Profile: Diego Pol
Diego comes face to face with the
skull of an extinct crocodilian in
one of the Museum's exhibit halls.

Diego Pol was just 25 years old when he arrived at the American Museum of Natural History (AMNH) in September 1999 to work with Museum paleontologists while pursuing his Ph.D. at Columbia University. He was already a grizzled veteran of paleontological fieldwork, with nine fossil-gathering expeditions under his belt. From 1994 to 1999, he took at least one trip each year into the deserts of his native Argentina. One 1994-95 expedition lasted 60 days, and in 1996, he spent a total of 75 days in the field. To complement his 265 days of desert fieldwork, he also published three scientific papers in paleontology journals, and became one of the world's leading experts on Notosuchus terrestris, an extinct crocodilian species that was the subject of his undergraduate thesis.

Diego began studying paleontology while still in high school, when he signed up for an internship program at the Natural Science Museum of Argentina (NSMA) in Buenos Aires, and he continued working with the scientists there all through college. "The paleontologists always needed help," he says. "It was a good way to get the feel of the day-to-day routine in a lab, and I liked it a lot. I was already interested in paleontology, and these experiences strengthened my conviction to pursue my interests."

Diego's high school was affiliated with the University of Buenos Aires, Argentina's top university. Professors from the university taught at his school, whose students automatically enter the university after graduating. Close links between the university and the museum meant that students had the opportunity to participate in the curators' research while they pursued their studies. Diego served as a scientific assistant to a researcher studying the ancestors of modern crocodiles, which became the focus of his university thesis. He also helped prepare fossils for analysis and display, and made casts of dinosaur bones for museum exhibitions.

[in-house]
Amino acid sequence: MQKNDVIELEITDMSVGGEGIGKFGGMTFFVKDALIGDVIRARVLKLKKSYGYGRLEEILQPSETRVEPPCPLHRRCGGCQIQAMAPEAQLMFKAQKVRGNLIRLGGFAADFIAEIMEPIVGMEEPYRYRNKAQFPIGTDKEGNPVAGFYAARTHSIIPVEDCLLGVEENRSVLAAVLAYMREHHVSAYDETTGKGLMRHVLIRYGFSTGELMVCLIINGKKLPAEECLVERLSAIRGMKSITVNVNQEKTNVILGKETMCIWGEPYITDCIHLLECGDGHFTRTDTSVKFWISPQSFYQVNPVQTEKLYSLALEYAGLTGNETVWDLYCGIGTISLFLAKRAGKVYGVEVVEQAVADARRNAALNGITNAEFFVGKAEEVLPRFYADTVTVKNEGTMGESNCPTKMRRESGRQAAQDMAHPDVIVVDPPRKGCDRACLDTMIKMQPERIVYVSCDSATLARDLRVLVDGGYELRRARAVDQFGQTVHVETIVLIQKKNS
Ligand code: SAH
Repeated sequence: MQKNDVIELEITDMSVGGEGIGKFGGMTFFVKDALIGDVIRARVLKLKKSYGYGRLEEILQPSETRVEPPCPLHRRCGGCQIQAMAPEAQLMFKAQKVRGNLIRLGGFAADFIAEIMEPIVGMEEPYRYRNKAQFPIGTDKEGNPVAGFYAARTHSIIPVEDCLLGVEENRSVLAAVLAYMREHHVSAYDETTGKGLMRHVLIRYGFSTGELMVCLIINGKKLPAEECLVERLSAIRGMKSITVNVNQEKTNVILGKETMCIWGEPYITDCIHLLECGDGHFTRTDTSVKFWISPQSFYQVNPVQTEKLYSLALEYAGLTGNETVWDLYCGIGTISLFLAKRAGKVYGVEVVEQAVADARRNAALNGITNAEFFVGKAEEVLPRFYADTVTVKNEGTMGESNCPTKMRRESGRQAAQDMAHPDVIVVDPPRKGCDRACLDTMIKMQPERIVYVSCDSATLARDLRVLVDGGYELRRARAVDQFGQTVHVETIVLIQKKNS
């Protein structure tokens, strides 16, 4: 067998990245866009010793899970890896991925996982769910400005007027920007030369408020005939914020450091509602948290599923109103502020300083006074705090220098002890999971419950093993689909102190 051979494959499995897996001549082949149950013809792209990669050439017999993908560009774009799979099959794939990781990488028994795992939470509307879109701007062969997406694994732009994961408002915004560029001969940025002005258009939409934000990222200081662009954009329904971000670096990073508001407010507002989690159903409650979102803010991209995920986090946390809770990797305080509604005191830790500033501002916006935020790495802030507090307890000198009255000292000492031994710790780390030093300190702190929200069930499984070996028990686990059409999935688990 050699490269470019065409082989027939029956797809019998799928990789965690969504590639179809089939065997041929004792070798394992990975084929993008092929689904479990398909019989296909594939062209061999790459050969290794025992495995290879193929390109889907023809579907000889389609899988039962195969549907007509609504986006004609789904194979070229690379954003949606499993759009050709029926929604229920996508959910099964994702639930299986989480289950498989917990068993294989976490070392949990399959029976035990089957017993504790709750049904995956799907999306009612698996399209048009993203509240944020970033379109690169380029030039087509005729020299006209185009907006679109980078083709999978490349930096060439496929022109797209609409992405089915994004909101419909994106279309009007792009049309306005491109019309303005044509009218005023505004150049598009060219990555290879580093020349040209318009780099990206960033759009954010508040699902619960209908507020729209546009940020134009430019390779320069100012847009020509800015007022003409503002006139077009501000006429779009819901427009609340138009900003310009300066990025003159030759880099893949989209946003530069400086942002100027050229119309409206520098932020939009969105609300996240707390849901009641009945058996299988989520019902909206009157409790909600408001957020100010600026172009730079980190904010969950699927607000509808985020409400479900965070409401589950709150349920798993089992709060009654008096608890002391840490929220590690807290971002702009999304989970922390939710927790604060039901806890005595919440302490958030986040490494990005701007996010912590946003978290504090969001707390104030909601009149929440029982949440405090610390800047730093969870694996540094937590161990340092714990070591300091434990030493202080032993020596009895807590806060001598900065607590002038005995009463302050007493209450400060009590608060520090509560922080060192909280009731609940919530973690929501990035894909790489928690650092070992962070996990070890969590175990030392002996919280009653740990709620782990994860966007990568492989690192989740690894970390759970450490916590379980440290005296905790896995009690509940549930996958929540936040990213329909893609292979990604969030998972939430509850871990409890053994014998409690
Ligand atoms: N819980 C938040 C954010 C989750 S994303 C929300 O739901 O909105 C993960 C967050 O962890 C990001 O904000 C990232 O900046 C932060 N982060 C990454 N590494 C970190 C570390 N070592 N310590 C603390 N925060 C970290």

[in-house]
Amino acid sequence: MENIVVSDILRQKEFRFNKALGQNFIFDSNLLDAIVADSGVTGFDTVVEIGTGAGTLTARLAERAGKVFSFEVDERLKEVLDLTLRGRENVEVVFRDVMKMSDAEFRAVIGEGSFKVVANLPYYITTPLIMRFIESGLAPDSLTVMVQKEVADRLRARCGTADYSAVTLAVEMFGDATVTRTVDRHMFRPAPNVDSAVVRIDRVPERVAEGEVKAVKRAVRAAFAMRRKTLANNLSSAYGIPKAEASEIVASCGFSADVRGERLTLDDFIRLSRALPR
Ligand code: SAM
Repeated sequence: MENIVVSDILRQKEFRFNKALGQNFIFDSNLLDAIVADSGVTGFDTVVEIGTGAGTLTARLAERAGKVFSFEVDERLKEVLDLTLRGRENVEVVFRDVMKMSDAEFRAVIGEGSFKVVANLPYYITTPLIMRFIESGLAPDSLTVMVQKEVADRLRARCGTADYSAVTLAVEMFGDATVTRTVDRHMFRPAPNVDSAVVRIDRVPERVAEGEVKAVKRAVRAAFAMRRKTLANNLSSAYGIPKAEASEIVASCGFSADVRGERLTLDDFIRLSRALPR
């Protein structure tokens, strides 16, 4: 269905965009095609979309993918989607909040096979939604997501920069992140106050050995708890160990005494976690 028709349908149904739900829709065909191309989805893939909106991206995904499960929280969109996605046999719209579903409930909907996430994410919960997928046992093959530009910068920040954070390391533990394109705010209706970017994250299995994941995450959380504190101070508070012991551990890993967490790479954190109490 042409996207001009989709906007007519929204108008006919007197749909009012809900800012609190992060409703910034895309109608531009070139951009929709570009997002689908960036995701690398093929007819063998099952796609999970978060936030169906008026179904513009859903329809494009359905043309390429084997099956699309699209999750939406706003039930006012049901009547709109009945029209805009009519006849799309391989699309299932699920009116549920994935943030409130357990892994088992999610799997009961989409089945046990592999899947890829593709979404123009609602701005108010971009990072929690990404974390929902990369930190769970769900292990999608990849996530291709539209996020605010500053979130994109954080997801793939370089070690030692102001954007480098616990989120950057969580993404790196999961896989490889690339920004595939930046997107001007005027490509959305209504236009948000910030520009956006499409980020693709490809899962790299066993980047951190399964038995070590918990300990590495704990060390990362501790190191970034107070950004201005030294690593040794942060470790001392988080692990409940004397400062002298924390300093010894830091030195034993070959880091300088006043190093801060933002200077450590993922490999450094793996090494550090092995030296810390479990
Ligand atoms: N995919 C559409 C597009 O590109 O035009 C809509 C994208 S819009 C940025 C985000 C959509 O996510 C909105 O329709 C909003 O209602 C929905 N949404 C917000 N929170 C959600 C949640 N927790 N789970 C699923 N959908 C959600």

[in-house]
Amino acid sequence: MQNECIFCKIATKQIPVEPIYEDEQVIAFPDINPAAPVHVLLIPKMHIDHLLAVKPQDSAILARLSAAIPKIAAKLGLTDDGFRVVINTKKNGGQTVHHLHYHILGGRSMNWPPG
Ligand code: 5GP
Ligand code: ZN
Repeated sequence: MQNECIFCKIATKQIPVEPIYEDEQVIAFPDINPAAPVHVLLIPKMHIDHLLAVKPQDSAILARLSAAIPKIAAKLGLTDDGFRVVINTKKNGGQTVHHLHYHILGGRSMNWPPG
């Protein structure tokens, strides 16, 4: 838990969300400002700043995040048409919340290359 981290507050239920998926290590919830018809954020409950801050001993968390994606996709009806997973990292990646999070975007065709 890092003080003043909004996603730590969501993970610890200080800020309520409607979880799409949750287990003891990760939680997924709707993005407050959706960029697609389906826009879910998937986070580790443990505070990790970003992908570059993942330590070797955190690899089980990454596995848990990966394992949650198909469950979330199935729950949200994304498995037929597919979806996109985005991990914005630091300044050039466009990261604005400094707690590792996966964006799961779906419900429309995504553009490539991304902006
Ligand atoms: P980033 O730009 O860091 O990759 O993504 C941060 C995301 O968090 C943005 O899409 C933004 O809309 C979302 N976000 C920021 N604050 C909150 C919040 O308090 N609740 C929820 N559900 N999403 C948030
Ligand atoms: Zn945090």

When making copies of dinosaur bones to show the public, Diego made molds out of silicone, then cast the bones in polyester. When preparing actual fossils, he would use an air scribe, which is like a tiny jackhammer, to chip away the rock attached to a fossil. "It usually separates easily from bone," Diego says, "but if you go too fast, you can press through the rock into bone, and break the bone." He still remembers a scratch he carved into a fossil with the air scribe. Most people do this at least once, he says.